Join us: fb.com/missionariesofcharity EFE: Teresa de Calcuta, una santa con luces y sombras. La madre Teresa de Calcuta ya era una santa en vida para sus seguidores en todo el mundo, sin tener que esperar a que la Iglesia católica le reconociera algún milagro para canonizarla, pero para otros su aureola esconde no pocas sombras […]Read more "EFE: Teresa de Calcuta, una santa con luces y sombras."
Join us: fb.com/missionariesofcharity El lado oscuro de la madre Teresa de Calcuta. La madre Teresa, canonizada este domingo por el papa Francisco, es sin duda la figura católica más respetada y admirada en la historia de India. Sin embargo, desde los noventa varias voces se han alzado para criticar su lado oscuro, “que ni en […]Read more "El Pais: El lado oscuro de la madre Teresa de Calcuta."
Join us: fb.com/missionariesofcharity Calcutta Will Take a Century to Recover from Mother Teresa. If Mother Teresa, to be canonised at the Vatican on September 4, is to be named a patron saint of anything it should be for “misinformation”. In the last 20 years of her life, truth became an unknown entity to her. The media aided and abetted her lack of integrity and in a way she cannot be blamed for believing in her own lies. Intellect was not her strong point and, for someone like her, to be surrounded by hordes of sycophants who were telling her if she said black was white then that had to be true, it became intoxicating. The media did spread the megayth about her, but she herself was the source. She repeatedly told the world she went around the city 24×7 “picking up” destitute from its squalid “gutters” (she did not), that she fed up to 9,000 in her soup kitchens (she did not), she never refused a helpless child (she did as a rule), that the dying destitute in her socalled home for the dying Nirmal Hriday died a “beautiful death” (they were treated harshly and often died a miserable, painful death). Mother Teresa was an ultimate politician who worked on behalf of the Vatican. No, she was not an “agent” as that would be conspiratorial. She did not have to do much subterfuge or skulduggery in India itself, as Indians, particularly the media, were in awe of her and connived with her. When she said in her Nobel speech that she created 61,237 fewer children from (slum) couples abstaining from sex, no one challenged her on her bogus and fantastic figure; neither did they ask her how at the height of the Cold War abortion could be the “greatest destroyer of peace” (said a thousand times, including in her Nobel speech). I do not blame world media as much as I blame Indian and particularly Kolkata media. Here she was, a jetsetting celebrity although appended with the epithet “of Calcutta” spending six to nine months in a year in Europe and the US, making strange claims about her work and about the disgusting state of the city, but never to be seen in the city’s disasters major or minor. Why was she not asked why she re-used needles on her residents in Nirmal Hriday (it was official policy) when she herself received the finest care in the world’s best hospitals? Even after her death, the Indian fear of bluebordered saris continues. On August 1, 2005, UK TV showed a child tied to a cot overnight in her orphanage one Kolkata newspaper grudgingly reported the matter with lots of “alleged”. During her lifetime, even that would be unthinkable. She was white, she hobnobbed with President Ronald Reagan (they were closest of buddies), and oh yes, she had the Nobel so she had to be divine. Did no one know that she hobnobbed with the Duvaliers of Haiti whose brutality was unsurpassed (whose opponents were often cut up and fed to dogs)? No one in India wanted to know. For the Western media, she was a metaphor, a setpiece, a stratospheric certainty of image in an uncertain and changing world. Conversely, Kolkata was the opposite metaphor of absolute degradation where “foetuses are given to dogs to eat” (as […]Read more "Calcutta Will Take a Century to Recover from Mother Teresa."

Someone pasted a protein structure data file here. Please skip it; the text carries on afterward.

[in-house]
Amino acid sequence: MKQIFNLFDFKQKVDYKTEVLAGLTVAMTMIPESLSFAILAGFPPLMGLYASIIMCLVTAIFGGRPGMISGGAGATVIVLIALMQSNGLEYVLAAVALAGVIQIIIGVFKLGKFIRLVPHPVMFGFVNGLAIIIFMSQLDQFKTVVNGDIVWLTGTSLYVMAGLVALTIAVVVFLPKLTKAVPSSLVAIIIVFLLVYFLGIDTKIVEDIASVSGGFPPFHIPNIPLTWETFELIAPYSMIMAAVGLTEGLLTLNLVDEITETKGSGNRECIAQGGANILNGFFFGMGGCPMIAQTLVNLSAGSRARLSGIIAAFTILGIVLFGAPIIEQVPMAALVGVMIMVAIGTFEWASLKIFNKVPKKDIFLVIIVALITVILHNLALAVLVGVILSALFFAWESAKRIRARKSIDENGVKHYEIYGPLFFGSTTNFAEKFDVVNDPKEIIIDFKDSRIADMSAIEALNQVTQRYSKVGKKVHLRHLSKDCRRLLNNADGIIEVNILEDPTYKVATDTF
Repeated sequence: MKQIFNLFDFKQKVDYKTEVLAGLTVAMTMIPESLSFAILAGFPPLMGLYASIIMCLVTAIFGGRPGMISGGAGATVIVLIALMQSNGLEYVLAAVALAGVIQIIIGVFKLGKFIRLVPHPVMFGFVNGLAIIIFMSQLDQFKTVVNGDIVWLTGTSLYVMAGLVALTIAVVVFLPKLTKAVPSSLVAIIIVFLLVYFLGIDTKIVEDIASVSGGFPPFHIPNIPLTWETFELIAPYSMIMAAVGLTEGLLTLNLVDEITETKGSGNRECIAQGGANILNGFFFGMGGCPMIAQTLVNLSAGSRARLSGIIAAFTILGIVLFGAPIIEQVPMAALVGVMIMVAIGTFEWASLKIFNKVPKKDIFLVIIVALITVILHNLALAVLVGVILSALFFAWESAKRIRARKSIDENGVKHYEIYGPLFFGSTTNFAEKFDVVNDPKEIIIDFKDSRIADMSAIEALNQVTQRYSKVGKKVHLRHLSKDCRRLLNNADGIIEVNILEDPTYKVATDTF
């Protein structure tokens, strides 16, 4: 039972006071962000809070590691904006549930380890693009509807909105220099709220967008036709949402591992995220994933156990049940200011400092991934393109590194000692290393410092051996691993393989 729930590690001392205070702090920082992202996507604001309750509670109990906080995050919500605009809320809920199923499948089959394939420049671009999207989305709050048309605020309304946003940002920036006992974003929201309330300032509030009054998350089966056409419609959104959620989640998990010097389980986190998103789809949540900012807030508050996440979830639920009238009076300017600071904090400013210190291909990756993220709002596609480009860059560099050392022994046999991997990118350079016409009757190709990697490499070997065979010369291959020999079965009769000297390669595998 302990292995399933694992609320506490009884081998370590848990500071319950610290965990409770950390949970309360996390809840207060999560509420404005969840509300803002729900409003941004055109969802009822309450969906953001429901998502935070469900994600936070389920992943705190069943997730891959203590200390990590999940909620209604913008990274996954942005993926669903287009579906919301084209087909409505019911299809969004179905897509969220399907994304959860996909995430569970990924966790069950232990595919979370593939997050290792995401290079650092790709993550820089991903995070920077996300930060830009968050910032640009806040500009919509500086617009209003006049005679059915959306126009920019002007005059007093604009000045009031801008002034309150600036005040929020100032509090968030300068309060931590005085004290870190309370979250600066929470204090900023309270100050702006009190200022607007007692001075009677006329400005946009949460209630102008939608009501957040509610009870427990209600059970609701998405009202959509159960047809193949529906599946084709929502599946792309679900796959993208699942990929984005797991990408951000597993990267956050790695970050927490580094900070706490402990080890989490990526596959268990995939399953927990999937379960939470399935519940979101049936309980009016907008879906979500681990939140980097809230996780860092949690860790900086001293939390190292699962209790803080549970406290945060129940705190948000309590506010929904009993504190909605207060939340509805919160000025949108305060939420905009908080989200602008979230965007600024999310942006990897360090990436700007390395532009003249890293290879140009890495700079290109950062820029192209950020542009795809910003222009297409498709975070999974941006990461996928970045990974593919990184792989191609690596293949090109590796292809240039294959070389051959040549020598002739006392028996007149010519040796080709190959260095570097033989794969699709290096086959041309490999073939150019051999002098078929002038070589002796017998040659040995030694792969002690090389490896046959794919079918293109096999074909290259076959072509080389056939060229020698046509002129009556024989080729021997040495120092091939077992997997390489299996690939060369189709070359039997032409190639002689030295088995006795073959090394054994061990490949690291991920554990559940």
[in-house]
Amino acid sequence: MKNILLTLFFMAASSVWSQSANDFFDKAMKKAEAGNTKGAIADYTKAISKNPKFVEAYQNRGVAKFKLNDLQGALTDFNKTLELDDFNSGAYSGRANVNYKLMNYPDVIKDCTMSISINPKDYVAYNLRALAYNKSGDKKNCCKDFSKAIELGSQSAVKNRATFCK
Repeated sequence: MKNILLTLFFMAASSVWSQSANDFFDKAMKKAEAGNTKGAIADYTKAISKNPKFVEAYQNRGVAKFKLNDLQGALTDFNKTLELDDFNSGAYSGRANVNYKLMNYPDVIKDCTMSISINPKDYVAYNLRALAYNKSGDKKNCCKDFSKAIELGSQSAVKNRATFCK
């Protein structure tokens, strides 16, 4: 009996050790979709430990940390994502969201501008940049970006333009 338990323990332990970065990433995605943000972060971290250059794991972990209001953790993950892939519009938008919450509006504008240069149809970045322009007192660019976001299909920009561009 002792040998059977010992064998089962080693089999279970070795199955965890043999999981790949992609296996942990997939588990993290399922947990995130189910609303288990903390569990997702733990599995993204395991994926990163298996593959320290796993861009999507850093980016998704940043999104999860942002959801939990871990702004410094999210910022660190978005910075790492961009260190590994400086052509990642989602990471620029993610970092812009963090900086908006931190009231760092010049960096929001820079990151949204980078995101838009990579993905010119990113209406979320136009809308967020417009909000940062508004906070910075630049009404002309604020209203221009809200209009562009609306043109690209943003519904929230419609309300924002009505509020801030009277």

Join us: fb.com/missionariesofcharity LA Times: Was Mother Teresa a saint? Calcutta debates her legacy. Few people are as closely identified with a city as Mother Teresa is with Kolkata, the onetime colonial Indian capital where the Albanian nun garnered worldwide admiration for her work with the poor, infirm and outcast. As the Catholic Church prepares […]Read more "LA Times: Was Mother Teresa a saint? Calcutta debates her legacy."
Join us: fb.com/missionariesofcharity BBC: Skeptics go on the record about Mother Teresa’s upcoming sainthood. BBC – When Mother Teresa, the Roman Catholic nun who worked with the poor in the city of Kolkata (Calcutta), is declared a saint on Sunday, her critics will be insisting that faith had triumphed over reason and science. The Nobel […]Read more "BBC: Skeptics go on the record about Mother Teresa’s upcoming sainthood."
Join us: fb.com/missionariesofcharity CNN: ‘Troubled individual:’ Mother Teresa no saint to her critics. (CNN) When Pope Francis canonizes the late Mother Teresa at the Vatican on September 4th, she will officially be recognized as a saint of the Roman Catholic Church. For her followers, the title is a mere formality. They believe the world renowned humanitarian displayed saintly qualities […]Read more "CNN: ‘Troubled individual:’ Mother Teresa no saint to her critics."
Join us: fb.com/missionariesofcharity Mother Teresa’s charity stops adoptions in India because rules are “contrary to their Christian values” Seventeen-month-old Anirban Mukherjee playfully touches his mother’s face with his fingers at Shishu Bhavan, the Missionaries of Charity children’s home in Kolkata, India. Anirban’s parents brought him to visit and play with his old housemates. He was adopted in […]Read more "Mother Teresa’s charity stops adoptions in India because rules are “contrary to their Christian values”"